Patellofemoral Pain Syndrome
Often, this issue stems from a sudden overload of the patellofemoral joint. A good example of this is the spur of the moment decision to enter into a marathon a month before the date and then doing lots of running in a short period of time to try to prepare for the race. Although this is common, it doesn’t have to be that extreme – it could be as simple as doing a lot more walking than usual on a recent trip – or picking up a new exercise routine.
There are many factors that can play a role in the development of PFPS, which is why it is important to get a thorough assessment with a physiotherapist. Factors such as hip range of movement, hip strength and control, knee strength, ankle range of movement and strength and foot posture can all play a role in the development of PFPS and therefore need to be addressed when planning your rehabilitation.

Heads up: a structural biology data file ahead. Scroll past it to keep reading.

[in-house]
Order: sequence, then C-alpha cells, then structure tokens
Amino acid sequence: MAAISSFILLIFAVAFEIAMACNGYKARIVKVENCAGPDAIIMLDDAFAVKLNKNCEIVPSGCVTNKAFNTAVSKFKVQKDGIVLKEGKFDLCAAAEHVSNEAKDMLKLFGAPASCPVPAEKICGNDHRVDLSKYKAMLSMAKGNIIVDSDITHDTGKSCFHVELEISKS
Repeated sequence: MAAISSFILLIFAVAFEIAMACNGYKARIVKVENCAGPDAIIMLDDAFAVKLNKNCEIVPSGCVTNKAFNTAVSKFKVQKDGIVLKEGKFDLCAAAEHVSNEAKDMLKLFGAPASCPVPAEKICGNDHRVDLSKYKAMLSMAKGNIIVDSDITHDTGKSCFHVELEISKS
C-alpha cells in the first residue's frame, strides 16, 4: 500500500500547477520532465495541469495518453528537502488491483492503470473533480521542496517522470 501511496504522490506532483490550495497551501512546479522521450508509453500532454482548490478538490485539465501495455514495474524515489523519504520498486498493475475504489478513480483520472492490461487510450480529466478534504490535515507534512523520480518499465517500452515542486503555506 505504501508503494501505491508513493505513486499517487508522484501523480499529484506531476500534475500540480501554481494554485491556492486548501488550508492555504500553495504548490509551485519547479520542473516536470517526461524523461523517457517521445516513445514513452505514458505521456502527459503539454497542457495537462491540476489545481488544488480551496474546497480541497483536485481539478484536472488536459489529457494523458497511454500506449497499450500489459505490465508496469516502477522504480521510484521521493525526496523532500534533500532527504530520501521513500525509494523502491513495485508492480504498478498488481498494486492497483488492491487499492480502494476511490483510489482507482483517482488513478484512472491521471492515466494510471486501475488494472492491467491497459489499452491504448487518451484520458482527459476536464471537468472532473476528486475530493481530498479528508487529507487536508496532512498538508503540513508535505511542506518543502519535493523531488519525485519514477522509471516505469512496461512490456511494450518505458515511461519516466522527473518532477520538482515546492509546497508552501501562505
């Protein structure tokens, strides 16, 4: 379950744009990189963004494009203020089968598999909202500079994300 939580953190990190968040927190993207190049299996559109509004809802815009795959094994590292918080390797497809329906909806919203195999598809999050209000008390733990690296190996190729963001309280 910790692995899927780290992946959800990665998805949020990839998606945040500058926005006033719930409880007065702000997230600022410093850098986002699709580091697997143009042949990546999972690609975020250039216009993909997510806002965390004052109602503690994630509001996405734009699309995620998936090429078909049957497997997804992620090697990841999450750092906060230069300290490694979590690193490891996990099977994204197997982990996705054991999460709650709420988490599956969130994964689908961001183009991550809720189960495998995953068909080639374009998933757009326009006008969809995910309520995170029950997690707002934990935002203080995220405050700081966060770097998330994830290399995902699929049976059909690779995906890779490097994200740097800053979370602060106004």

Treatment for PFPS can include manual therapy and dry needling, stretching and mobility work, with a focus on strengthening exercises to address any deficits identified in your assessments. If you are experiencing anterior knee pain, book in for a session at the BeFit clinic for an assessment and treatment plan.